For Parents Confused by Common-Core Math, Ask the Teacher for Help

By Liana Loewus — January 07, 2016 2 min read
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Over the last couple years, several parents have earned social media fame (intentionally or not) by posting math problems from their children’s schoolwork online.

One father claimed that despite his own degree in engineering, he couldn’t solve his 2nd grader’s “common-core math” problem. Another dad wrote a bank check to his local elementary school with seemingly nonsensical X’s, O’s, and squares—which he called “common-core numbers.”

The posts, which went viral, clearly touched a nerve among parents who were struggling to understand the way their students were learning to do math. (In both cases, though, it turned out the assignments referenced were only tenuously, if at all, related to the common core.)

Wrote a check to Melridge Elementary using common core numbers. I wonder if they'll take it? #YouFigureItOut Posted by Doug Herrmann on Wednesday, September 16, 2015

A recent piece published by the Hechinger Report is reigniting that common-core math homework discussion.

“For months, I had been baffled by ‘number bonds,’ a way of expressing math in circles that my daughter had to complete for homework,” writes freelancer Kathleen Lucadamo. Parents around the country “are trying to guide children through questions that make little sense to adults who were taught math using other methods.”

She ultimately offers advice to parents that boils down to this: Respect what the teacher is doing. And if you don’t understand it, go to the teacher and ask for help.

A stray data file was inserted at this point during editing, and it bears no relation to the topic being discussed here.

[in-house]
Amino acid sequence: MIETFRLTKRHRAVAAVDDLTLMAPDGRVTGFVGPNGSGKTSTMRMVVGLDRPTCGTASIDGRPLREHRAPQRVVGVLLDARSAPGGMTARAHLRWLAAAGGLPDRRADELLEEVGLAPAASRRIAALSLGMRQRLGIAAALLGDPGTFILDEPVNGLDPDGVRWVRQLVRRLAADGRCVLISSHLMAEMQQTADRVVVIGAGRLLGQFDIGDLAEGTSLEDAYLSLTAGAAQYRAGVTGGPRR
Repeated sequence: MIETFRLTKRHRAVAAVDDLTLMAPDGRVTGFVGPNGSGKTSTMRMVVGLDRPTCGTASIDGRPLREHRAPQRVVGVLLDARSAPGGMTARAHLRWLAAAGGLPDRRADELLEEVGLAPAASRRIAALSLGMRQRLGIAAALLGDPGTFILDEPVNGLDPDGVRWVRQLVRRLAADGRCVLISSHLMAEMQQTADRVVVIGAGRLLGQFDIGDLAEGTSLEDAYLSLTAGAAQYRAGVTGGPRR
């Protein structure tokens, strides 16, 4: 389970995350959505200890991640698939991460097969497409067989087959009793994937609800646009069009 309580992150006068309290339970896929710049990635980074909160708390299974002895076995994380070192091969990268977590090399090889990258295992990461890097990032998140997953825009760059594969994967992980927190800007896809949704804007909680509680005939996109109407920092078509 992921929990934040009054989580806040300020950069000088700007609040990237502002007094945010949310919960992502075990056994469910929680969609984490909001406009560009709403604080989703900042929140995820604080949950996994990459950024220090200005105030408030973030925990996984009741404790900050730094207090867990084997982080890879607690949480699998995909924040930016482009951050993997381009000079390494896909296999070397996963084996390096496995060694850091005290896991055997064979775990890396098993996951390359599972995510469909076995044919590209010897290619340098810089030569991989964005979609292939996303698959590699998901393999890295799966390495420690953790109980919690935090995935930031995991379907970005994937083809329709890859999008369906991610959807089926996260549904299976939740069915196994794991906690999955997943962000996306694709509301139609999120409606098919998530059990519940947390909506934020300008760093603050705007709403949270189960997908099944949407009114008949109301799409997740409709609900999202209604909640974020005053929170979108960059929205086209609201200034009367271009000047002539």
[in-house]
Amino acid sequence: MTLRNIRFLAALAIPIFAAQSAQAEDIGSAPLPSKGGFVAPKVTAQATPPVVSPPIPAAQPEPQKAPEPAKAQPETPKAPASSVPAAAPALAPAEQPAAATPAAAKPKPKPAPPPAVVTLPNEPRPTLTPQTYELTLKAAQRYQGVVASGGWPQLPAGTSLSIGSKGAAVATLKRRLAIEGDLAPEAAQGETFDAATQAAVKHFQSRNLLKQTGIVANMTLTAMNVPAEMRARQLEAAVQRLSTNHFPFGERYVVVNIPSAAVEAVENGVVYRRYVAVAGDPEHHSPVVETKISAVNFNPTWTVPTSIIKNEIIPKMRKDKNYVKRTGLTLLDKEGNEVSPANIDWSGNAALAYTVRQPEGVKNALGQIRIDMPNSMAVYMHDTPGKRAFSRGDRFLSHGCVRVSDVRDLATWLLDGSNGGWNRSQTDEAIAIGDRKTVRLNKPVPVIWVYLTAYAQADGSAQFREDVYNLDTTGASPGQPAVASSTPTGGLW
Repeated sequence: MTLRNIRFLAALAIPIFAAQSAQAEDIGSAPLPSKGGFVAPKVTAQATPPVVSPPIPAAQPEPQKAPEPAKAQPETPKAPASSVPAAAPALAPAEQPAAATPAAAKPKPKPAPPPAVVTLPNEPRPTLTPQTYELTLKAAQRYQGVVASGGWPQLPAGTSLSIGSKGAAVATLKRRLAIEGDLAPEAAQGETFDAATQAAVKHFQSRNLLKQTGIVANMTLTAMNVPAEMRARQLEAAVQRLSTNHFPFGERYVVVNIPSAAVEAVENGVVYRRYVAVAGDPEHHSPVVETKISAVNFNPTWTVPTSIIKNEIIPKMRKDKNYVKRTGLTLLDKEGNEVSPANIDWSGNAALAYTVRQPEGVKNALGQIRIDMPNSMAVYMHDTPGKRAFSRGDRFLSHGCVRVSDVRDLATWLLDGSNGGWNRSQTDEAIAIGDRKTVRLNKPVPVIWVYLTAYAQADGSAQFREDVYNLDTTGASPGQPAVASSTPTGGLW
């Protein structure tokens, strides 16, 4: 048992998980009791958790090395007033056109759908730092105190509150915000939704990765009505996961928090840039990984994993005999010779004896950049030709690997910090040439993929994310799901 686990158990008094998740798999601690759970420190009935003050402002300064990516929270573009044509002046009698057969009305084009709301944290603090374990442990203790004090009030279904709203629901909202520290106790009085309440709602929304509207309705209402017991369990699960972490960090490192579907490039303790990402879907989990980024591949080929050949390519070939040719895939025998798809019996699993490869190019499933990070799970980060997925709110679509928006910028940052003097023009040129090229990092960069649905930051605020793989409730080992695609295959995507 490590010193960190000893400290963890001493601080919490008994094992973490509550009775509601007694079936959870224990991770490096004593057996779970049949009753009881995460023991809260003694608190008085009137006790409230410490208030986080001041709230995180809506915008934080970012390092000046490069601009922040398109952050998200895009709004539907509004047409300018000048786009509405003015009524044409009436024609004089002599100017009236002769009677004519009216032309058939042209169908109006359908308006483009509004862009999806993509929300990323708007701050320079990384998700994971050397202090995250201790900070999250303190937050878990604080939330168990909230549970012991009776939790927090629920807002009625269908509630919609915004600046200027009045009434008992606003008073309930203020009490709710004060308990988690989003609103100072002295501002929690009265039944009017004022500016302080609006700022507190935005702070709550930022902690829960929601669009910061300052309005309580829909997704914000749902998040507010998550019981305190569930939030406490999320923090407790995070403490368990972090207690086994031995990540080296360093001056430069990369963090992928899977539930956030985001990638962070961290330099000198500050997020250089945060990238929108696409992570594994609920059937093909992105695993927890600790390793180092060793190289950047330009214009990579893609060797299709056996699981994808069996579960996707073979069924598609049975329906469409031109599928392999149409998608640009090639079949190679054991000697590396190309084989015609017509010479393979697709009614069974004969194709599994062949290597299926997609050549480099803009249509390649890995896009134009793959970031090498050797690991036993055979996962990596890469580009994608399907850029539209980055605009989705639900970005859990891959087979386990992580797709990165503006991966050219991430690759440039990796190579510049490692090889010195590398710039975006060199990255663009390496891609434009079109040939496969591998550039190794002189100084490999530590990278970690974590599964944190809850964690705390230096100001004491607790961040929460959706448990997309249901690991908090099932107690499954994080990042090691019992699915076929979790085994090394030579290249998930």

Should Parents Reteach Math During Homework Time?

Jason Zimba, one of the lead writers for the Common Core State Standards, is among the experts who chime in about how parents should handle homework. Teaching, he argues in the article, should for the most part be left to the teacher.

“The most important rule as a parent is to make sure [homework] gets done,” he said. “The math instruction on the part of parents should be low. The teacher is there to explain the curriculum.”

And while difficult to swallow for some parents, that may be sound advice. As my colleague Sarah D. Sparks has reported, parents who help their children with homework but have math anxiety themselves can actually hinder their students’ progress in math. And another recent study out of Spain found that students who did homework on their own performed better than those who had parental involvement.

In reporting on parents’ views about common-core math, I’ve also found that giving teachers a chance to explain their teaching methods really can sway public opinion. Many parents who are initially frustrated by common-core methods change their minds after speaking with a teacher or attending a math night for parents.

In the Hechinger Report piece, Zimba puts at least some of the burden on parents. “When parents are frustrated, it’s important that educators listen to them, but they can’t listen unless the parents talk to them,” said Zimba. “Venting is one thing but if you really want to solve the problem the way to do that is to start with the child’s teacher,” he added.

The piece has incited quite a few comments—and some Twitter discussion as well. Feel free to add your own opinion in the comments section below.


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A version of this news article first appeared in the Curriculum Matters blog.